11. Bongco, M. (2000). Reading comics: Language, culture, and the concept of the superhero in comic books. London: Routledge.Google Scholar
  12. Bordo, S. (1993). Feminism, Foucault and the politics of the body. In C. Ramazanoglu (Ed.), Up against Foucault: Explorations of some tensions between Foucault and feminism (pp. 179–202). London: Routledge.Google Scholar
  13. Bosco, F. J. (2006). Actor-network theory, networks, and relational approaches in human geography. Approaches to human geography, 136–146.Google Scholar
  14. boyd, D. (2014). It’s complicated: The social lives of networked teens. New Haven: Yale Press.Google Scholar
  15. boyd, D. (2015). Social media: A phenomenon to be analyzed. Social Media + Society, 2015, 1–2.Google Scholar
  16. Brissett, D., & Edgley, C. (Eds.). (2005). Life as theater: A dramaturgical sourcebook (2nd ed.). London: Transaction Publishers.Google Scholar
  17. Buckingham, D. (2008). Youth, identity, and digital media. Boston: MIT Press.Google Scholar
  18. Bullingham, L., & Vasconcelos, A. C. (2013). ‘The presentation of self in the online world’: Goffman and the study of online identities. Journal of Information Science, 39(1), 101–112.CrossRefGoogle Scholar
  19. Burns, T. (1992). Erving Goffman. London: Routledge.Google Scholar
  20. Callon, M. (1984). Some elements of a sociology of translation: Domestication of the scallops and the fishermen of St Brieuc Bay. The Sociological Review, 32, 196–233.CrossRefGoogle Scholar
  21. Callon, M. (1986). The sociology of an actor-network: The case of the electric vehicle. In M. Callon, J. Law, & A. Rip (Eds.), Mapping the dynamics of science and technology (pp. 19–34). London: Palgrave.CrossRefGoogle Scholar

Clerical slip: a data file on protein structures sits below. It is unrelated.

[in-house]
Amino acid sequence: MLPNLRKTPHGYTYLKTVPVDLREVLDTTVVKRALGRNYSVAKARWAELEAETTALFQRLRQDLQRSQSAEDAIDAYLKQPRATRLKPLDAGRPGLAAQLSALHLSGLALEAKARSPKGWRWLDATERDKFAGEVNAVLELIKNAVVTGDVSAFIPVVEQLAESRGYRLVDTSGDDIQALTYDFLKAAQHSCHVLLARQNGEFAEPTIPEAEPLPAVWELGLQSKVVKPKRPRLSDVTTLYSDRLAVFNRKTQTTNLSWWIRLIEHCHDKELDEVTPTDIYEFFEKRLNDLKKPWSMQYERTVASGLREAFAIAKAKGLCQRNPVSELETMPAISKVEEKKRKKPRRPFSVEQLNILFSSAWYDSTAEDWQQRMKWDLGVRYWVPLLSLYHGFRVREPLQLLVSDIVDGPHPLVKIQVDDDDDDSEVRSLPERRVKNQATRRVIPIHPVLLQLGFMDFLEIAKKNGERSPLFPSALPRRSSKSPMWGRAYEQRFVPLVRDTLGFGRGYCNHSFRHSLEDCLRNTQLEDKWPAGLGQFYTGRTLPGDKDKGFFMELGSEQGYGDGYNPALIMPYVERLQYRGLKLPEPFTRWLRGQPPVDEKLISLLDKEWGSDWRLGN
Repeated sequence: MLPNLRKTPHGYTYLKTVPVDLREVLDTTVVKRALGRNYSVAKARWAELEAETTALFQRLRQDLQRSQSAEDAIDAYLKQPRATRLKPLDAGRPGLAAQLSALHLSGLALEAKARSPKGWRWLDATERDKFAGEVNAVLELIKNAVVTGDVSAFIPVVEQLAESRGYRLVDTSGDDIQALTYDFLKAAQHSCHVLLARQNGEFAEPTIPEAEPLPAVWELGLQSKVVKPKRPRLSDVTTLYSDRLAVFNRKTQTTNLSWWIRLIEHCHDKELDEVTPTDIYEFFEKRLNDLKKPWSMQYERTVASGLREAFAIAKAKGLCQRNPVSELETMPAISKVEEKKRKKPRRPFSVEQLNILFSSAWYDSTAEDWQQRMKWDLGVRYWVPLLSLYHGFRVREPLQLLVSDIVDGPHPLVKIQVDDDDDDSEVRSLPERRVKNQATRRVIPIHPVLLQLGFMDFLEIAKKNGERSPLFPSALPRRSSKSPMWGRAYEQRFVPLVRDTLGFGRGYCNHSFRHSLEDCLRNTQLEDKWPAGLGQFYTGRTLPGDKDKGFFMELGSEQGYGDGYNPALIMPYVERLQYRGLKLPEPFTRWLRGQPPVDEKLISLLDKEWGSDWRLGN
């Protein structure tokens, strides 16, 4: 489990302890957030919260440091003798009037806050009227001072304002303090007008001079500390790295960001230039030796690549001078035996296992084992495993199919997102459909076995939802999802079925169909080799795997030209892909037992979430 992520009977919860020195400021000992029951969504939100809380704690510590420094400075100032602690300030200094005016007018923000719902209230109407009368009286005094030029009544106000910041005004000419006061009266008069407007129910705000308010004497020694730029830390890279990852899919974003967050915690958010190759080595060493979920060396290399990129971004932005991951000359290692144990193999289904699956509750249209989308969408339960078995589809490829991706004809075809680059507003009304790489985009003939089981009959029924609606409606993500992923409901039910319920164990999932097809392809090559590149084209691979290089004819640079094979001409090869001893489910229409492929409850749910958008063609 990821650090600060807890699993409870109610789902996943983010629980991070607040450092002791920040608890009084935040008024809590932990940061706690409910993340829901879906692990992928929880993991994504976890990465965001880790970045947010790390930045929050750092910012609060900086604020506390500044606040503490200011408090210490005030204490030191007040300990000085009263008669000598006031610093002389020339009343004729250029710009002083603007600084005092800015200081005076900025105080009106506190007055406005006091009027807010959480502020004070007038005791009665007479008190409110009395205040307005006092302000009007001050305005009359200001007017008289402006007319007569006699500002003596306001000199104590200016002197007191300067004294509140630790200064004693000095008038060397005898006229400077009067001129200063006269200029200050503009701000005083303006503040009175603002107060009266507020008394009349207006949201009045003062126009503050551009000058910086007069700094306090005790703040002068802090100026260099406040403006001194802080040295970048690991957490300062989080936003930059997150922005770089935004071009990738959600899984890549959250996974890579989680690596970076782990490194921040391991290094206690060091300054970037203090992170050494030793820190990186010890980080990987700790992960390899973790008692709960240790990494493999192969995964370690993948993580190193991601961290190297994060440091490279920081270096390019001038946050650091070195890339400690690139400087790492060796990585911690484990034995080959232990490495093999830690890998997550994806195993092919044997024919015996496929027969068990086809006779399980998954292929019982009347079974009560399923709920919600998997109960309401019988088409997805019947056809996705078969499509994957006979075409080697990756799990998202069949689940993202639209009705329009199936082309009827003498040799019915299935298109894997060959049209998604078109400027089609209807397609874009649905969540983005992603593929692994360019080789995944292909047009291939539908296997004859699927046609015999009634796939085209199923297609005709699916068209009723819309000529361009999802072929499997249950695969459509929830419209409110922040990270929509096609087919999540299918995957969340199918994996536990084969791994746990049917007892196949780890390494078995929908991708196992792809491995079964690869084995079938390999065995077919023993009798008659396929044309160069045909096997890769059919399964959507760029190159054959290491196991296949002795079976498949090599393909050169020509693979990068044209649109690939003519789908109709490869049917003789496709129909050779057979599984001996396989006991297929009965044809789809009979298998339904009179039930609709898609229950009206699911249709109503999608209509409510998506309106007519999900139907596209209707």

22. Callon, M. (1987). Society in the making: The study of technology as a tool for sociological analysis. In W. E. Bijker, T. P. Hughes, & T. J. Pinch (Eds.), The social construction of technological systems: New directions in the sociology and history of technology (pp. 83–106). London: MIT Press.Google Scholar
  23. Callon, M. (1991). Techno-economic networks and irreversibility. In J. Law (Ed.), A sociology of monsters: Essays on power, technology and domination. London: Routledge.Google Scholar
  24. Castree, N. (2002). False antitheses? Marxism, nature and actor-networks. Antipode, 34(1), 111–146.CrossRefGoogle Scholar
  25. Chopra-Gant, M. (2016). Pictures or it didn’t happen: Photo-nostalgia, iPhoneography and the representation of everyday life. Photography and Culture, 9(2), 121–133.CrossRefGoogle Scholar
  26. Chute, H. L., & DeKoven, M. (2006). Introduction: Graphic narrative. Modern Fiction Studies, 52(4), 767–782.CrossRefGoogle Scholar
  27. Clarke, S. (2008). Culture and identity. The Sage Handbook of Cultural Analysis, 510–529.Google Scholar
  28. Cohn, N. (2013). The visual language of comics: Introduction to the structure and cognition of sequential images. London: Bloomsbury.Google Scholar
  29. Collins, H., & Yearley, S. (1992). Epistemological chicken. In A. Pickerin (Ed.), Science as practice and culture (pp. 301–326). Chicago: Chicago University Press.Google Scholar
  30. Couldry, N. (2012). Media, society, world: Social theory and digital media practice. Cambridge: Polity Press.Google Scholar
  31. Crampton, J. W., & Elden, S. (Eds.). (2007). Space, knowledge and power: Foucault and geography. London: Routledge.Google Scholar